S. 1808. A bill for the relief of Hildegard Monti; to the Committee on the Judiciary.

By Mr. GREEN: S. 1809. A bill for the relief of Evaristo Da Silva Gaspar and Victor Manuel Caetano; to the Committee on the Judiciary.

By Mr. SALTONSTALL: S. 1810. A bill to amend the Canal Zone Code in reference to the survival of things in action; to the Committee on Armed Services.

By Mr. SALTONSTALL (by re

quest): S. 1811. A bill for the relief of the widow and children of the late John L. LeCours; to the Committee on Post Office and Civil Service.

By Mr. LANGER: S. 1812. A bill to amend the Organic Act of Puerto Rico so as to prevent discrimination, under Puerto Rican incometax laws against citizens of the various

States of the United States who are nonresidents of Puerto Rico; to the Committee on Interior and Insular Affairs.

S. 1813. A bill to amend title 28, United States Code, so as to extend the privilege of trial by jury to certain cases arising within the special maritime and territorial jurisdiction of the United States; to the Committee on the Judiciary.

By Mr. MONRONEY (for himself

and Mr. KERR): S. 1814. A bill to authorize the Secretary of Agriculture to construct certain works of improvement for runoff and waterflow retardation, and soil-erosion prevention, on the Beaver Creek watershed in Oklahoma; and

S. 1815. A bill to provide for a preliminary examination and survey of the Bea. ver Creek watershed, in Oklahoma, for purposes of runoff and waterflow retardation and soil-erosion prevention; to the Committee on Agriculture and Forestry. MORAL CRUSADE FOR PEACE AND FREEDOM

Mr. JACKSON (for himself and Mr. WILEY, Mr. SPARKMAN, Mr. FULBRIGHT, Mr. GILLETTE, Mr. HILL, Mr. KEFAUVER, Mr. DOUGLAS, Mr. ANDERSON, Mr. MORSE, Mr. MAGNUSON, Mr. MURRAY, Mr. LEHMAN, and Mr. MANSFIELD) by unanimous consent, submitted the following concurrent resolution (s. Con. Res. 27); which was referred to the Committee on Foreign Relations:

Resolved by the Senate (the House of Representatives concurring)

That the Congress of the United States appeal to the peoples of the world to join in a great moral crusade for peace and freedom;

That the Congress of the United States advocate and recommend that the next session of the General Assembly of the United Nations devote itself to the purpose of stopping the armaments race by speeding agreement upon effective and enforceable disarmament and control covering conventional armaments, biological and chemical agents, and atomic and hydrogen bombs;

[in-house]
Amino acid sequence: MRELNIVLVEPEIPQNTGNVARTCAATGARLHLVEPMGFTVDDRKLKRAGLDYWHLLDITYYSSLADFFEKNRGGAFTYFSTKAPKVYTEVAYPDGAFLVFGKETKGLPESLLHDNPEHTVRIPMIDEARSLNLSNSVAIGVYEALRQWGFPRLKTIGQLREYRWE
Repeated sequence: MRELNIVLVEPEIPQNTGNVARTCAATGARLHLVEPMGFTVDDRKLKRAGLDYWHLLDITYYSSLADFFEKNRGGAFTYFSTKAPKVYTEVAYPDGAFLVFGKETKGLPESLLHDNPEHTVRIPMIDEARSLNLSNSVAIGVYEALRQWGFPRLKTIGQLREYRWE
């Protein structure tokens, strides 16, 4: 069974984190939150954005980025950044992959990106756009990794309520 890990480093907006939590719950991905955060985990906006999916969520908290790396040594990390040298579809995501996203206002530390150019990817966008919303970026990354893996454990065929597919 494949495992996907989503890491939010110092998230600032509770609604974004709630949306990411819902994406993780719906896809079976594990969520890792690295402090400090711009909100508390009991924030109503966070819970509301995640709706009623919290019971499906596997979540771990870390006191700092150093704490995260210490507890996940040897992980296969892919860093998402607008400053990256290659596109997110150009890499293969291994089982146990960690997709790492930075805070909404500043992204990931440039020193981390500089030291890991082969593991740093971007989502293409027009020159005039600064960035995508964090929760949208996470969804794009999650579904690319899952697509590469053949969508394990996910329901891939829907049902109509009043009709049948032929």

That the Congress of the United States, as tangible evidence of its good faith, pledge itself to appropriate and to make available to the United Nations when an effective and enforceable system of worldwide disarmament and control takes effect-a substantial portion of all money saved for a period of 5 years, such sums to be expended by the United Nations for peaceful development of atomic energy, technical-assistance programs to underdeveloped areas, and general economic aid and assistance to all warravaged countries;

That the Congress of the United States call upon all other governments to make a like pledge; and, therefore,

That copies of this resolution be transmitted to the Secretary-General of the United Nations and to each United Nations delegate and also that copies be transmitted to the presiding officer of every national parliament, congress, and deliberative assembly throughout the world.

TITLE TO LANDS BENEATH NAVIGABLE WATERS

WITHIN STATE BOUNDARIES AND TO NATURAL RESOURCES

The Senate resumed the consideration of its unfinished business, viz, the joint resolution (S. J. Res. 13) to confirm and establish the titles of the States to lands beneath navigable waters within State boundaries and to natural resources within such lands and waters, and to provide for the use and control of said lands and resources.

The question being on agreeing to the reported amendment, as amended, striking out all after the resolving clause and inserting in lieu thereof other words, Pending debate,

On motion by Mr. BUTLER of Maryland, and by unanimous consent,

Ordered, That when the Senate concludes its business today it take a recess until 12 o'clock noon on Monday next.

Pending debate,

On motion by Mr. SCHOEPPEL, at 4 o'clock and 50 minutes p. m.,

The Senate took a recess subject to the call of the Chair. AT 4 O'CLOCK AND 55 MINUTES P. M.

The PRESIDING OFFICER (Mr. GOLDWATER in the chair) called the Senate to order; and

The Senate resumed the consideration of its unfinished business, viz, the joint resolution (S. J. Res. 13).

The question being on agreeing to the reported amendment as amended,

On motion by Mr. KEFAUVER to further amend the said amendment by inserting in lieu of the part proposed to be inserted other words, Pending debate,

On motion by Mr. KEFAUVER, and by unanimous consent,

Ordered, That the further consideration of the said amendment be temporarily laid aside, and that when consideration is resumed, debate be limited to 10 minutes each for the proponents and opponents, all other time being relinquished.

EXECUTIVE BUSINESS During legislative session, certain executive business was transacted as in executive session, by unanimous consent.

RECESS On motion by Mr. SCHOEPPEL, at 5 o'clock and 58 minutes p. m.,

The Senate, under its order of today, took a recess until 12 noon on Monday next.

UNITED STATES SENATE,

PRESIDENT PRO TEMPORE, Washington, D. C., May 4, 1953. To the Senate:

Being temporarily absent from the Senate, I appoint Hon. ANDREW F. SCHOEPPEL, a Senator from the State of Kansas, to perform the duties of the Chair during my absence.

STYLES BRIDGES,

President pro tempore. Mr. SCHOEPPEL thereupon took the chair.